EDITORIAL: Govt’s move to allow Rohingya children formal education

The government’s move to allow formal education for Rohingya children is a step in the right direction. The government’s move to allow Rohingya children living in the refugee camps of Cox’s Bazar to receive formal education is commendable. Reportedly, the government will soon launch a pilot programme to give formal education to more than 10,000 […]

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Young Rohingya refugees fly kites at the Hakimpara refugee camp in Bangladesh's Cox's Bazar district on November 18, 2018. - Rohingya Muslims were fleeing Bangladeshi refugee camps to avoid being repatriated to Myanmar later this week, community leaders said on November 12. Authorities plan to begin returning Rohingya refugees, who have fled what the UN has called ethnic cleansing, to the Buddhist majority country from November 15. (Photo by Dibyangshu SARKAR / AFP)

January 30, 2020

The government’s move to allow formal education for Rohingya children is a step in the right direction.

The government’s move to allow Rohingya children living in the refugee camps of Cox’s Bazar to receive formal education is commendable. Reportedly, the government will soon launch a pilot programme to give formal education to more than 10,000 Rohingya children, the curriculum of which is being jointly designed by the Bangladesh government and UNICEF. According to foreign ministry sources, the refugee children will be schooled in Myanmar history and culture up to age 14, and will also receive skills training so they can find employment in the future.

More than half a million Rohingya children living in the refugee camps in Cox’s Bazar currently do not have access to formal education. While Bangladesh has shown great generosity in opening its borders and taking in so many refugees fleeing from genocide, it was disheartening to see that even in the camps, these children were being denied their right to education, especially since this was a right that was also denied to them in Myanmar.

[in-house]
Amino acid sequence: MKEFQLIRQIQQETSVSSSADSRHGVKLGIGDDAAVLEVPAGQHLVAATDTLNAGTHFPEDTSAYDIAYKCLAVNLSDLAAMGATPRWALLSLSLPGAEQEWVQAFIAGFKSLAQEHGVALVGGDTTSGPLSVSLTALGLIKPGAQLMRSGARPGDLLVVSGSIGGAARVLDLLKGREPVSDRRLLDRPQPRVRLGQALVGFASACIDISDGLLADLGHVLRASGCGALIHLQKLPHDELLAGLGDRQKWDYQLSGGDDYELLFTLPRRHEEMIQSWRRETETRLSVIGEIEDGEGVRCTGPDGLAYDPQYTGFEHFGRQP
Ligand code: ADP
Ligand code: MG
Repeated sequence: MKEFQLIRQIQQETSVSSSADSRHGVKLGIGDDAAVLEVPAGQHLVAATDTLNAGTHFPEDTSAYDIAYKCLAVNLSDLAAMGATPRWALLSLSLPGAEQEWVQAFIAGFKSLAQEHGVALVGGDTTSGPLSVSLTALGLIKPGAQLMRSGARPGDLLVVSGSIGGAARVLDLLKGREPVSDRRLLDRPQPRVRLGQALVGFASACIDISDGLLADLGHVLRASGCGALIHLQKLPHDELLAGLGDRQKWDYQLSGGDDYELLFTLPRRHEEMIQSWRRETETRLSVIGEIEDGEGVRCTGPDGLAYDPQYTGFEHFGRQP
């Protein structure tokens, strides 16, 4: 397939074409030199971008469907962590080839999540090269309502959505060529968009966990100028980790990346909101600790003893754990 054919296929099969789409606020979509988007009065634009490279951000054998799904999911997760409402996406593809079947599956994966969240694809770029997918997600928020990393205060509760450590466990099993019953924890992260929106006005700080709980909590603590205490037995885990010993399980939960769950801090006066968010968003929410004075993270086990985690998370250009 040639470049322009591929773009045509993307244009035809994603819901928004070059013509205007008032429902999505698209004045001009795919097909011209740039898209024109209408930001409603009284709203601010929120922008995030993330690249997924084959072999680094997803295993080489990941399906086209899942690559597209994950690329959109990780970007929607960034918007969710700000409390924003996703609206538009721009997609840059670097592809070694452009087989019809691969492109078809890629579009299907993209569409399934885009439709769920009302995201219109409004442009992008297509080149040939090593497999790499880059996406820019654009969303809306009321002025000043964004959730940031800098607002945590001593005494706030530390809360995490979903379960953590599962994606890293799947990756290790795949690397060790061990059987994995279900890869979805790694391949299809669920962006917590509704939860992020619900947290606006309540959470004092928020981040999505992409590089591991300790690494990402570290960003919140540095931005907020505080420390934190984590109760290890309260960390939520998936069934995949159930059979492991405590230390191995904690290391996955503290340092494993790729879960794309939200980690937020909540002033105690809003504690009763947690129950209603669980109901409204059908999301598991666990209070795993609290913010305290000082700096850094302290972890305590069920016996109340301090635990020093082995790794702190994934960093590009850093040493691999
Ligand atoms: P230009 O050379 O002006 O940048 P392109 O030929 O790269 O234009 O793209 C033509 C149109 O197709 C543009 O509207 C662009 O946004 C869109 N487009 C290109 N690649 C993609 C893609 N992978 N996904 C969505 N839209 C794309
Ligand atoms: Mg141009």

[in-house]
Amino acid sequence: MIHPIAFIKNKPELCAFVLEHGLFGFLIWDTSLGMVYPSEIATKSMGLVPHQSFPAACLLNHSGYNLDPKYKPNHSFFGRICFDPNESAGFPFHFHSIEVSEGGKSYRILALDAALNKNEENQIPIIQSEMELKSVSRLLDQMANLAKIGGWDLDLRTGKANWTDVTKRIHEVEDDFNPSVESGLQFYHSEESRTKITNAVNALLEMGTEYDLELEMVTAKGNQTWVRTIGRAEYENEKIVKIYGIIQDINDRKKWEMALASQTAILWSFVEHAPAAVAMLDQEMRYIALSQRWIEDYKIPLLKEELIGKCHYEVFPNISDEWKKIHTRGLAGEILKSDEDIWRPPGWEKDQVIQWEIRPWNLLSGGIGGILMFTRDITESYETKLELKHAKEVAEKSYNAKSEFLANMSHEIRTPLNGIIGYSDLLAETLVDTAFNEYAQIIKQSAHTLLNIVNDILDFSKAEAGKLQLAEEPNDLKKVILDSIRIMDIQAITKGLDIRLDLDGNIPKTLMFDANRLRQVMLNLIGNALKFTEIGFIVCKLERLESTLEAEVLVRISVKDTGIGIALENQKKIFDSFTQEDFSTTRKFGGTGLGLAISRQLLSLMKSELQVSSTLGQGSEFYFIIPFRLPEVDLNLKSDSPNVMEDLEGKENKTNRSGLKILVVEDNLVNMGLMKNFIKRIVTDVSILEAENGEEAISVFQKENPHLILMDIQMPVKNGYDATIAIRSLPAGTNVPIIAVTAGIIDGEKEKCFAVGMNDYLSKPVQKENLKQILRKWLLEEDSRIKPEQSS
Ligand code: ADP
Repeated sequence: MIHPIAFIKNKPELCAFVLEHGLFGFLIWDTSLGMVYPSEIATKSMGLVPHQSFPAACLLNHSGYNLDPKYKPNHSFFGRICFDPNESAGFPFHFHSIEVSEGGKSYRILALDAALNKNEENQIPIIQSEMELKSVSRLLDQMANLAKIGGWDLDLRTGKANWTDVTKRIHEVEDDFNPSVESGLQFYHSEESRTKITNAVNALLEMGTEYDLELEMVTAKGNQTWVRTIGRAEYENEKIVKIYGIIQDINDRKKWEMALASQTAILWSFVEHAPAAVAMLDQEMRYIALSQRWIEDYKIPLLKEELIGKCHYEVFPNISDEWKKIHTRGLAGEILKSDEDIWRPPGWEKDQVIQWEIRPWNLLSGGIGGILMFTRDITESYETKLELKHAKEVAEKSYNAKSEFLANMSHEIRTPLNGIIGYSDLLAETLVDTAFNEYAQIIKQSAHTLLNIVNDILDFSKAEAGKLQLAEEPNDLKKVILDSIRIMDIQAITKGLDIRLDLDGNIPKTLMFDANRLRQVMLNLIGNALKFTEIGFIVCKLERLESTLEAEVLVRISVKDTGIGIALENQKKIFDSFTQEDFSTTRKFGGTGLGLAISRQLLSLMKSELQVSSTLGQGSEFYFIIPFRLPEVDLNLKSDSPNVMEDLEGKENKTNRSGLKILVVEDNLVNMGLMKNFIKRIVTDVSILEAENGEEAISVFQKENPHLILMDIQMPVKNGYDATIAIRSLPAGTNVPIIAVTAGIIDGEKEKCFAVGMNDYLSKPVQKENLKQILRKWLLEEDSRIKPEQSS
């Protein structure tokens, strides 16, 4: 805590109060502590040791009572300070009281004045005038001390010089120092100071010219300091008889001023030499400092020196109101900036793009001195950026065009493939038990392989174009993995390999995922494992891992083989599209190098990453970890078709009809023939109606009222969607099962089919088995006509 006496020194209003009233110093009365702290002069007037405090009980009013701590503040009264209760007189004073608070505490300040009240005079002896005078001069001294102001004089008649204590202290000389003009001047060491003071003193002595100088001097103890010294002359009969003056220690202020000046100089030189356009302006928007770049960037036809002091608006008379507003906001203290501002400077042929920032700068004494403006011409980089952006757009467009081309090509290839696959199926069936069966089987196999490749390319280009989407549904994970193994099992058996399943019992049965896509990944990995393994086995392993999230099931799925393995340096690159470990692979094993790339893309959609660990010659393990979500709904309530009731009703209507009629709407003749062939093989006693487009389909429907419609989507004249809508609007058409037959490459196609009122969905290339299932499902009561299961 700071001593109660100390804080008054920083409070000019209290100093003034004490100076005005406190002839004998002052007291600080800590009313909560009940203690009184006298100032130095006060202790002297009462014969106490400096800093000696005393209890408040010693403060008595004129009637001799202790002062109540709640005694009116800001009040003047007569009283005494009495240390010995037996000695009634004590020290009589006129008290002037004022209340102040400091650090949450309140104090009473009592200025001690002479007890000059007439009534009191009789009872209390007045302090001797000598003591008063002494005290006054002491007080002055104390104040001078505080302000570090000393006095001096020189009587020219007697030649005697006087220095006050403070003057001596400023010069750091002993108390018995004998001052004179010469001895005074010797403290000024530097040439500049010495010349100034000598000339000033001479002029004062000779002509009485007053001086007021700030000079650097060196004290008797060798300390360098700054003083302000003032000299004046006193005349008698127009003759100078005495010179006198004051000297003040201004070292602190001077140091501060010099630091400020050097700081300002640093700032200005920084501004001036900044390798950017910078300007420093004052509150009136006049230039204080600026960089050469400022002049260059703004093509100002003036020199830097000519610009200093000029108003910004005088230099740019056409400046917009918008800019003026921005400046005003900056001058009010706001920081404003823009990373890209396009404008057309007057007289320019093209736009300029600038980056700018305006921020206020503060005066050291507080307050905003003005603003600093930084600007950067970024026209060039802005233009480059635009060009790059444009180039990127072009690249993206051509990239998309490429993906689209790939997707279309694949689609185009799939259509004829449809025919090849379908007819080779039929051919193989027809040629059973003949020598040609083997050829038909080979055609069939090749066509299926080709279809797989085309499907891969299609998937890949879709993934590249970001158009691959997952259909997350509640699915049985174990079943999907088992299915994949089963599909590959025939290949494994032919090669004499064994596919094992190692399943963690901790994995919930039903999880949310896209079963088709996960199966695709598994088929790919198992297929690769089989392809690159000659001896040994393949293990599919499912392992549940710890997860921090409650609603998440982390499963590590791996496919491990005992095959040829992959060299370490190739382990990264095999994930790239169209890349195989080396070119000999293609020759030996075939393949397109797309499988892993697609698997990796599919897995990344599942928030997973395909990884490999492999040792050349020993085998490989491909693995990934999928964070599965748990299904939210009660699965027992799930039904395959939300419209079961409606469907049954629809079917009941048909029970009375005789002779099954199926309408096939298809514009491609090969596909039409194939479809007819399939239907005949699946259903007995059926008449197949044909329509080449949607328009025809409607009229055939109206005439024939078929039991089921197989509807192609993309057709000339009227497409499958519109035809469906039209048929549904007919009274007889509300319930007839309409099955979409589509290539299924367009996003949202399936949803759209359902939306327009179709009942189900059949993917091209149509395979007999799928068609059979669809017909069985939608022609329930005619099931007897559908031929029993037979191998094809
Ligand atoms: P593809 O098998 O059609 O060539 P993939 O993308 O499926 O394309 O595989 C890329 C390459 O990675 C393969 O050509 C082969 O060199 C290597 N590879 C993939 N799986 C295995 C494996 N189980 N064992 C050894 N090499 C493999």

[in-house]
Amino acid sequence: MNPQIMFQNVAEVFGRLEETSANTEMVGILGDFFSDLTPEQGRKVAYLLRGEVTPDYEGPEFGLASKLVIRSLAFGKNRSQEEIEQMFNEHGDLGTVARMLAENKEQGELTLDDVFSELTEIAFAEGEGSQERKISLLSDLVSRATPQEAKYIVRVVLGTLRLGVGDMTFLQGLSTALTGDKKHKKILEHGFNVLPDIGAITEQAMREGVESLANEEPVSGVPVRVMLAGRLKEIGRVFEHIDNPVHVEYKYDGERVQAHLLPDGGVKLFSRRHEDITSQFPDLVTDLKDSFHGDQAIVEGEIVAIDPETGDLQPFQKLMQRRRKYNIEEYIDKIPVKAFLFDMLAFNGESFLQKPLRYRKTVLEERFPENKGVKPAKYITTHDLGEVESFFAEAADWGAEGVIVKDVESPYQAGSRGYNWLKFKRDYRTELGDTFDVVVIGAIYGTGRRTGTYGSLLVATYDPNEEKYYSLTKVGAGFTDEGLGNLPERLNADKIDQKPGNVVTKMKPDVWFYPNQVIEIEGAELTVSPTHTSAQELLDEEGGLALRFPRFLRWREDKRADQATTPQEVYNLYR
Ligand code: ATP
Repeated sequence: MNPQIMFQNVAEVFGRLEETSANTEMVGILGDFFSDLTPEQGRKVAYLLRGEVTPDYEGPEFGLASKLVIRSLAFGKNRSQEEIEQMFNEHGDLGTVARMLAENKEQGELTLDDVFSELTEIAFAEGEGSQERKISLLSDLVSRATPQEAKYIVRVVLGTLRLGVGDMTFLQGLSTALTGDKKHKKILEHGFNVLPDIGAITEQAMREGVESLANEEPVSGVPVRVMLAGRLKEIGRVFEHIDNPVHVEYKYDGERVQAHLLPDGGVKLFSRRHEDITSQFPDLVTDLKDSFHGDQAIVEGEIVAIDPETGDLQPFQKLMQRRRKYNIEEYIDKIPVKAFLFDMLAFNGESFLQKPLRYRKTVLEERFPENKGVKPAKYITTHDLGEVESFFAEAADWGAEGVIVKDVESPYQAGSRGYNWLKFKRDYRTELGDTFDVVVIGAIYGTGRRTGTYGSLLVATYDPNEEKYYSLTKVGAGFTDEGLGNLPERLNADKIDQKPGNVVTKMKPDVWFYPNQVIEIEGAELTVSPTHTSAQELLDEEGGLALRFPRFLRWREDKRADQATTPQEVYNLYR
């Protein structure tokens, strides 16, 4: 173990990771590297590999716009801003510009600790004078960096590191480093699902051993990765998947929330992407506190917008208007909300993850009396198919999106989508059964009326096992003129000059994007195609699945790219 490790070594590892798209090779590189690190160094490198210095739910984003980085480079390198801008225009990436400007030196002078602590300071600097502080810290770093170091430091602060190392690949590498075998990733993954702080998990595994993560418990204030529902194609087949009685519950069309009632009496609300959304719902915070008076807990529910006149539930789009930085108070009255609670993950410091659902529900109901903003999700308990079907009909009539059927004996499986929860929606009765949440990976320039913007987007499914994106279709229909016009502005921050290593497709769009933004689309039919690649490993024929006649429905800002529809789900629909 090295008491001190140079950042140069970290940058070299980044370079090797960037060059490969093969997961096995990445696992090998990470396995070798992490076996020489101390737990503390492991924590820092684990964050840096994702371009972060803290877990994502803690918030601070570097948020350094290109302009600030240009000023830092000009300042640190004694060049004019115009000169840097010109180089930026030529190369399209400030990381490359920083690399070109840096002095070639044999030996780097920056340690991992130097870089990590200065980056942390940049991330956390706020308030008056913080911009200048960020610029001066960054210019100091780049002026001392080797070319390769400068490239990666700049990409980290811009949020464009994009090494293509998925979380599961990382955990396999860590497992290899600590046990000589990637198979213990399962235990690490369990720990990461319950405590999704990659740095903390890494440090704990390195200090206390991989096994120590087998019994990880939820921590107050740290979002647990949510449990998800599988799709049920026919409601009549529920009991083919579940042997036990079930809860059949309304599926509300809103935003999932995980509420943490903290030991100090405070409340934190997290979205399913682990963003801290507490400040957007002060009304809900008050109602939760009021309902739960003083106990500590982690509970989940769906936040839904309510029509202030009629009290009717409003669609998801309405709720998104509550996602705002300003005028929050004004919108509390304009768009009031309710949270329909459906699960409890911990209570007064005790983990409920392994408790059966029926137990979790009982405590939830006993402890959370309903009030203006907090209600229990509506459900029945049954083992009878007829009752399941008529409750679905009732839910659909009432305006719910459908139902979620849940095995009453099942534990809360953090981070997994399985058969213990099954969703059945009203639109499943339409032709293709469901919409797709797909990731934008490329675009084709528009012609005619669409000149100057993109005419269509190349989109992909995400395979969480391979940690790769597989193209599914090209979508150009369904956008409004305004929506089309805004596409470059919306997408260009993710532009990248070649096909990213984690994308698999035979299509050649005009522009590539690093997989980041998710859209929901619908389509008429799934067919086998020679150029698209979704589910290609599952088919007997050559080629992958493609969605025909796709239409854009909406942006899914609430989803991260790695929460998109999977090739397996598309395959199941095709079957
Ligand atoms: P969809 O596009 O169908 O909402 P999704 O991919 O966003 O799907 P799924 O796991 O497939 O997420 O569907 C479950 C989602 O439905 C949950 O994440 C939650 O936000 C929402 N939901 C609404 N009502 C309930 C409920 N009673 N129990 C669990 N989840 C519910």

According to Amnesty International, Rohingya children have faced severe difficulties in receiving official government education in Myanmar since 2012. After the 2017 military crackdown in Rakhine, the children who fled to Bangladesh facing genocidal violence in Myanmar only received primary education in temporary learning centres set up by UNICEF.

Needless to say, the Rohingya children stranded in the camps will be a lost generation if they grow up without access to formal education. They will be exposed to poverty and all forms of exploitation, including trafficking. There have been reports on how these children may get involved in many criminal activities, including drug smuggling. There are also chances of them being radicalised, or of severe negative impacts on their mental health, as experts fear. Only quality education in the appropriate language and with an accredited curriculum can empower them to claim their rights and contribute to the society and economy they live in.

We commend the government for making this positive commitment to the right to education of Rohingya children, despite the limited resources at their disposal. We also call upon the international community to help Bangladesh, since they have to play a key role here in ensuring that the Bangladesh government has the support required to provide education to such a large population. Without a coordinated and concentrated effort, it will not be possible to ensure that the children in the refugee camps do not lose their childhoods to a state of hopelessness and ignorance.

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